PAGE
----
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18 pages, 5364 KiB  
Article
Study of the Chemical Vapor Deposition of Nano-Sized Carbon Phases on {001} Silicon
by Teodor Milenov, Dimitar Trifonov, Dobromir A. Kalchevski, Stefan Kolev, Ivalina Avramova, Stoyan Russev, Kaloyan Genkov, Georgi Avdeev, Dimitar Dimov, Desislava M. Karaivanova and Evgenia Valcheva
Materials 2023, 16(22), 7190; https://doi.org/10.3390/ma16227190 - 16 Nov 2023
Cited by 1 | Viewed by 1062
Abstract
Different nano-sized phases were synthesized using chemical vapor deposition (CVD) processes. The deposition took place on {001} Si substrates at about 1150–1160 °C. The carbon source was thermally decomposed acetone (CH3)2CO in a main gas flow of argon. We [...] Read more.
Different nano-sized phases were synthesized using chemical vapor deposition (CVD) processes. The deposition took place on {001} Si substrates at about 1150–1160 °C. The carbon source was thermally decomposed acetone (CH3)2CO in a main gas flow of argon. We performed experiments at two ((CH3)2CO + Ar)/Ar) ratios and observed that two visually distinct types of layers were deposited after a one-hour deposition process. The first layer type, which appears more inhomogeneous, has areas of SiO2 (about 5% of the surface area substrates) beside shiny bright and rough paths, and its Raman spectrum corresponds to diamond-like carbon, was deposited at a (CH3)2CO+Ar)/Ar = 1/5 ratio. The second layer type, deposited at (CH3)2CO + Ar)/Ar = a 1/0 ratio, appears homogeneous and is very dark brown or black in color and its Raman spectrum pointed to defect-rich multilayered graphene. The performed structural studies reveal the presence of diamond and diamond polytypes and seldom SiC nanocrystals, as well as some non-continuously mixed SiC and graphene-like films. The performed molecular dynamics simulations show that there is no possibility of deposition of sp3-hybridized on sp2-hybridized carbon, but there are completely realistic possibilities of deposition of sp2- on sp2- and sp3- on sp3-hybridized carbon under different scenarios. Full article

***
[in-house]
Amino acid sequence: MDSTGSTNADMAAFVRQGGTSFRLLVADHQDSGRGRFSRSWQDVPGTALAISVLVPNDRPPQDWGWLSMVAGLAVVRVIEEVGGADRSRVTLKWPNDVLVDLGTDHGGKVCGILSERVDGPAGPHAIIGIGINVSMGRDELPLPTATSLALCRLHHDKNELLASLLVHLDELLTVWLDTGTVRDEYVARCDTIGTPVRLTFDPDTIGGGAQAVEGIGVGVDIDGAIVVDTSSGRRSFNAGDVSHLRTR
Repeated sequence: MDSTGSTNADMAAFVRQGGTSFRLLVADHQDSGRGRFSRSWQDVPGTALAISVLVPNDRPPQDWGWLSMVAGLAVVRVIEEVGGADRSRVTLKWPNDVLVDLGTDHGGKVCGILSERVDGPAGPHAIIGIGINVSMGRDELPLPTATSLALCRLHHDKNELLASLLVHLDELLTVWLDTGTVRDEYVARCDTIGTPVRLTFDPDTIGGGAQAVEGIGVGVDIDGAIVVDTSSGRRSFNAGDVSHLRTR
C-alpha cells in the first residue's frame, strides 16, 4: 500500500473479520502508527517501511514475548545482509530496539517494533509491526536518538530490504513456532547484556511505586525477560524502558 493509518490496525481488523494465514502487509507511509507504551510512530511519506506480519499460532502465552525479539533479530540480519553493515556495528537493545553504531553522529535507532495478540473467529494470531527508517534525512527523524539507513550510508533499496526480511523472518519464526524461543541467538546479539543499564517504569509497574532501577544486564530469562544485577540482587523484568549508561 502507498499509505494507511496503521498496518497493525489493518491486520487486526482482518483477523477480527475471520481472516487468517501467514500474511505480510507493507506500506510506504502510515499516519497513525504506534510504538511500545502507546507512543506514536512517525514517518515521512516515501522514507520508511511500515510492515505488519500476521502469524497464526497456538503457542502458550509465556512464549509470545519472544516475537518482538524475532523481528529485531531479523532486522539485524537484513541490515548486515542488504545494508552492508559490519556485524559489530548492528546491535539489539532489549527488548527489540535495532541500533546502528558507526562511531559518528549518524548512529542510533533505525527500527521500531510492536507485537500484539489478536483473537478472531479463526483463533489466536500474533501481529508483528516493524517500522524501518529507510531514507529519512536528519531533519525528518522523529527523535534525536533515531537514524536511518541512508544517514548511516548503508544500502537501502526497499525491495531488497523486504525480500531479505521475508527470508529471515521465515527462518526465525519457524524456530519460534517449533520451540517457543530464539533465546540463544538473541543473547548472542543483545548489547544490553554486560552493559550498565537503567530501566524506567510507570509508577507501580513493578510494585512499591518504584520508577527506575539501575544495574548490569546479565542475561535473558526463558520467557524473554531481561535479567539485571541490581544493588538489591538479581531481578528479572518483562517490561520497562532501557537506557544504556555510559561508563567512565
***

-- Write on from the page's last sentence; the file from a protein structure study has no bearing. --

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Review

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14 pages, 3024 KiB  
Review
Wide-Bandgap Semiconductors for Radiation Detection: A Review
by Ivana Capan
Materials 2024, 17(5), 1147; https://doi.org/10.3390/ma17051147 - 1 Mar 2024
Cited by 1 | Viewed by 1049
Abstract
In this paper, an overview of wide-bandgap (WBG) semiconductors for radiation detection applications is given. The recent advancements in the fabrication of high-quality wafers have enabled remarkable WBG semiconductor device applications. The most common 4H-SiC, GaN, and β-Ga2O3 devices used [...] Read more.
In this paper, an overview of wide-bandgap (WBG) semiconductors for radiation detection applications is given. The recent advancements in the fabrication of high-quality wafers have enabled remarkable WBG semiconductor device applications. The most common 4H-SiC, GaN, and β-Ga2O3 devices used for radiation detection are described. The 4H-SiC and GaN devices have already achieved exceptional results in the detection of alpha particles and neutrons, thermal neutrons in particular. While β-Ga2O3 devices have not yet reached the same level of technological maturity (compared to 4H-SiC and GaN), their current achievements for X-ray detection indicate great potential and promising prospects for future applications. Full article